Tuesday, January 10, 2017

DVD: Accidentally Preserved, Volume 4 -- January 10, 2017

They're at it again.  Famous film accompanist Ben Model has produced a fourth volume of the Accidentally Preserved series.  This time, Model dug into his collection of old 9.5mm prints, which were made for the home rental or purchase market. Most of the movies in this collection only exist in old home use prints.  Naturally he also created the musical scores.  Volumes 1, 2 and 3 of Accidentally Preserved used 16mm prints.

The DVD begins with a brief text introduction to 9.5mm films.  Pathé introduced the format in 1922.  The films, printed on safety stock, were eventually distributed across Europe, in the UK and the United States.  16mm was more popular in the US.  Pathé subsidiaries continued to sell and rent 9.5mm films until around 1960.

The US subsidiary was called Pathex.

The first movie in the set was "Nonsense," a 1920 Mermaid Comdies two-reeler, directed by Jack White and released by Educational.  It starred Jimmie Adams and Sid Smith as two farmhands who competed for the attention of Marvel Rea, the beautiful niece of the farmer.  The unidentified bad guy calls her "Mary Hickford" in one intertitle.  There was little plot, but there were lots of gags and it moved right along.

Exhibitors Herald, 07-May-1921
This movie was released in both two and one-reel versions in 9.5mm.

The Ninety and Nine was a 1922 Vitagraph feature based on the popular 1902 melodrama by Ramsay Morris.  The greatly abridged 9.5mm version dashes through bits of the story to get to the huge forest fire scene.  Warner Baxter is the hero and Colleen Moore with long hair is the leading lady.  The town simpleton looks like Harpo Marx.

The locomotive used to make the dash through the fire has the railroad name on the side of the cab painted over and the number of the locomotive, 1379, is mostly obscured.  The locomotive should have been numbered 99.

Exhibitors Herald, 19-May-1923
The Ninety and Nine was a major production and exhibitors used a variety of tricks to promote it, including an automobile disguised as a locomotive.

Bobby Ray starred in "Meet Father," an Arrow film, in 1924.  It also stars Josephine the Monkey from The Navigator and Pete the Dog from Our Gang.  Bobby loves a girl whose father wants her to marry a tough boxer.  Bobby is absent-minded and not tough.  He carefully studies a book on fighting.  Bobby uses his little car to chase the boxer over a famous cliff in the Pacific Pallisades.

"The Wages of Tin" is a 1925 Hal Roach two-reel comedy starring Glenn Tryon.  The 9.5mm version is one reel.  Glenn reads a book on how to operate an automobile.  He rents a Model T Ford to impress Blanche Mehaffy.  Things don't go well.  The intertitles must be from a UK version.  "That'll be another two quid."  "I say, can I write you a cheque?"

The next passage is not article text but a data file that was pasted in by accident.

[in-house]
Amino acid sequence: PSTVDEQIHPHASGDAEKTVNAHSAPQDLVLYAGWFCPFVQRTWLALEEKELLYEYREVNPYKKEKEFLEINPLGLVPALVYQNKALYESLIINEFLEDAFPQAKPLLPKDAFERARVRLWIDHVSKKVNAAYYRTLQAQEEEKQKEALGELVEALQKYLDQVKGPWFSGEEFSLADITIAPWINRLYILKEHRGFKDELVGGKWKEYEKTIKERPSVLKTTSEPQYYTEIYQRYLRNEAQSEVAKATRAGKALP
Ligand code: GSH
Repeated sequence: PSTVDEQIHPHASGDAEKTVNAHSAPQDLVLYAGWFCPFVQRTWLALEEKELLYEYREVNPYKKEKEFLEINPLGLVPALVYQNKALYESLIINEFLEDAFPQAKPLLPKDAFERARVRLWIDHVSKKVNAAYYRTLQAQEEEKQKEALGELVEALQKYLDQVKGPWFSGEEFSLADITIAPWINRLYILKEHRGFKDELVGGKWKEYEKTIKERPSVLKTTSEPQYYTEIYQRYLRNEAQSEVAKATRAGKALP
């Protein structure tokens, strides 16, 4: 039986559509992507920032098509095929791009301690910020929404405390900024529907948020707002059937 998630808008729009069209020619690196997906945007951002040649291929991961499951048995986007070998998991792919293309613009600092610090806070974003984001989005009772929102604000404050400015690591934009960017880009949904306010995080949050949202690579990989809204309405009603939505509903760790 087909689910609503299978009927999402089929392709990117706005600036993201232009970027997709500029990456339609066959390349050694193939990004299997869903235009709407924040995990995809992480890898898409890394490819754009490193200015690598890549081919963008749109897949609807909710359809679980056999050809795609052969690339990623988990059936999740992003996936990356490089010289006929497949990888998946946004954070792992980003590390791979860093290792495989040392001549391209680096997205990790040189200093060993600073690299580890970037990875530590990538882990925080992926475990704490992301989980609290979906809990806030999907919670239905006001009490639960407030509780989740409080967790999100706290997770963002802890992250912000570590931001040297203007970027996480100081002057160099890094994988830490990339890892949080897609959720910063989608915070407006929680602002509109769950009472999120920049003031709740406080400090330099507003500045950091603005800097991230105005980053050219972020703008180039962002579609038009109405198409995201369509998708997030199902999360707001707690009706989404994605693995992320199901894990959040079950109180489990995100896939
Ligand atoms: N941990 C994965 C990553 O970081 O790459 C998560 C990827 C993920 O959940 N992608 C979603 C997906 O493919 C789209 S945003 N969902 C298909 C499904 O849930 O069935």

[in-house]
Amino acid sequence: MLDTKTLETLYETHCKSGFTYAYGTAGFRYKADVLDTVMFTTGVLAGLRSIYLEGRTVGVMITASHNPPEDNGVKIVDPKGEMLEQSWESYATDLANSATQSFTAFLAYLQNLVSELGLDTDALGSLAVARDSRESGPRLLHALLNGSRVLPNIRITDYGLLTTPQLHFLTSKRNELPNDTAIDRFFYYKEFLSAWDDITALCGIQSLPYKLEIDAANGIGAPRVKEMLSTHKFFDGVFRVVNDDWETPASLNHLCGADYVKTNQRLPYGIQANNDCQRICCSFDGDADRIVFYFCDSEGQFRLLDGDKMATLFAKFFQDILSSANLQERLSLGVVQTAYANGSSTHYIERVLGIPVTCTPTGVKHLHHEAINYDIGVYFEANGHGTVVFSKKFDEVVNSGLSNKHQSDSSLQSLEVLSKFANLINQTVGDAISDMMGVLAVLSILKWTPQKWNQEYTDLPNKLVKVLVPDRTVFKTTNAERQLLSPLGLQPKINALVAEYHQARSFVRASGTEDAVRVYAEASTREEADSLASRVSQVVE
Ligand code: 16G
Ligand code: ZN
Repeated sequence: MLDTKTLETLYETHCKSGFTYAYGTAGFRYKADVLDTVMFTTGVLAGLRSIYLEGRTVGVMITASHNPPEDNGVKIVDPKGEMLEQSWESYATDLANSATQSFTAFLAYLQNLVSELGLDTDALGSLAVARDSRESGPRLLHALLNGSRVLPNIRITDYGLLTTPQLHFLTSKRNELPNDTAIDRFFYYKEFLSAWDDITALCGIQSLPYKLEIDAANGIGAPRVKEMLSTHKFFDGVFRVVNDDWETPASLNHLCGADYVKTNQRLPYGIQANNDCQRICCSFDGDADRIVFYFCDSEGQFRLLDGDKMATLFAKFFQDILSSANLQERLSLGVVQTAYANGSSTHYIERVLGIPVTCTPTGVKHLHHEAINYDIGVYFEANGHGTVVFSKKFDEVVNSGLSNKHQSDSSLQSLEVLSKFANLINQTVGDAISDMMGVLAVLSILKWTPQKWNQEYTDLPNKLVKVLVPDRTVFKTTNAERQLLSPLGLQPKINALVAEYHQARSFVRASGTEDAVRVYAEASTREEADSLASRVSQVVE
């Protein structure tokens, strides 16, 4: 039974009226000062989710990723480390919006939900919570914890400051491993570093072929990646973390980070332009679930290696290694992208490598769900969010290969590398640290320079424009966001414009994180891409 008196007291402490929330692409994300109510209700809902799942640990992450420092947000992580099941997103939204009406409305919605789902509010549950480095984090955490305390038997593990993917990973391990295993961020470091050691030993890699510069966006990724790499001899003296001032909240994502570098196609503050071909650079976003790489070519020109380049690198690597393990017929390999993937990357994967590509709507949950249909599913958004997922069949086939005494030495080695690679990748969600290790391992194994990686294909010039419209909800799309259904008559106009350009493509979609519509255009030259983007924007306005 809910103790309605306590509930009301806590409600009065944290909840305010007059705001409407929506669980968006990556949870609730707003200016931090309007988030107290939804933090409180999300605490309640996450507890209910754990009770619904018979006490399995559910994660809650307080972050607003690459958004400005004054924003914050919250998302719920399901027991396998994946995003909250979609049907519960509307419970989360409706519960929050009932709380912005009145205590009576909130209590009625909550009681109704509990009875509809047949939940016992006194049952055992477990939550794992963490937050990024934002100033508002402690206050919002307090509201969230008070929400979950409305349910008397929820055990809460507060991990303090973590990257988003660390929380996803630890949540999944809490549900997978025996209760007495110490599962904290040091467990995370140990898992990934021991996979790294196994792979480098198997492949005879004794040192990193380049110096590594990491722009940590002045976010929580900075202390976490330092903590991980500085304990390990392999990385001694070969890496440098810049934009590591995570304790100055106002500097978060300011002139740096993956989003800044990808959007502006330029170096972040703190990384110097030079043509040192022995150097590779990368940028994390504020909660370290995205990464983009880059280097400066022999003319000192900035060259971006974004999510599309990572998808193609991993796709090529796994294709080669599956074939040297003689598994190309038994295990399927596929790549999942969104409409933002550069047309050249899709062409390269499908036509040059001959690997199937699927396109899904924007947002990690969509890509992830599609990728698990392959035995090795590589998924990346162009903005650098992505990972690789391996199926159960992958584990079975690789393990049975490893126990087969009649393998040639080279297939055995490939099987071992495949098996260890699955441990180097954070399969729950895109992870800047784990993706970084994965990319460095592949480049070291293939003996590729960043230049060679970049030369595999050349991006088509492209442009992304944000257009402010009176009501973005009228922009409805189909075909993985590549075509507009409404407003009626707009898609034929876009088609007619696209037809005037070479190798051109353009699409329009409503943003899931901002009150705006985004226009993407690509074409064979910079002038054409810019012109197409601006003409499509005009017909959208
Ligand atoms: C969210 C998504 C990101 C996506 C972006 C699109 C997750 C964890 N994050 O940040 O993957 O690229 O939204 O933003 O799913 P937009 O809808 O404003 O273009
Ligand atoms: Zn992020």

Mae Marsh stars in a two-reel cut-down of a Vitagraph feature, Tides of Passion.  Her husband is a louse.  He ships out for India and forgets her.  He fools around with other women and falls overboard on the way back.  He gets the woman who rescues him, Laska Winter or Winter Blossom, pregnant.  He dies.  Mae Marsh tries to help with the baby, but the mother gets jealous.  There is a nice rescue from the rocks when she tries to commit suicide.  It goes by quickly.

Photoplay, July, 1925
Photoplay said the feature version was slow.  The abridgement may have been an improvement.

"A Man's Size Pet" starred cowboys Ben Corbett and Pee Wee Holmes as a pair of rivals who played tit for tat in the west.  There is a bear and a guy in a bear suit.  Leading lady Dorothy Kitchen, also known as Nancy Drexel, was really cute.

Pathescope 9.5mm Sound, 1956-7
This movie was listed in the Pathescope 1956-1957 catalogue.

"Walter's Paying Policy" was a 1926 British short starring Walter Forde, who had elements of Harold Lloyd in his style.  Walter and his rival worked for Busy Bee Insurance (You Won't Get Stung) and needed to sell a policy to the owner of a famous vase to get a big promotion.  It was funny.

The Fleischer Brothers, known for their animated cartoons, also made live action movies, like the Carrie of the Chorus series, in the 1920s.  "Morning, Judge" starred former chorus girl Peggy Shaw as a chorus girl who gets involved in problem with small-town prudes.  It was cute.

Moving Picture World, 04-September-1926

Peggy Shaw was also cute.

Update 26-January-2017.  Ben Model reports that the movie was not "Morning Judge" but "Chicken Cooped."  

Ben Model's music was great.

I highly recommend the dvd.  

Volume One:

Volume Two:

Volume Three:

No comments:

Post a Comment

Comment moderation is turned on. Your message will appear after it has been reviewed.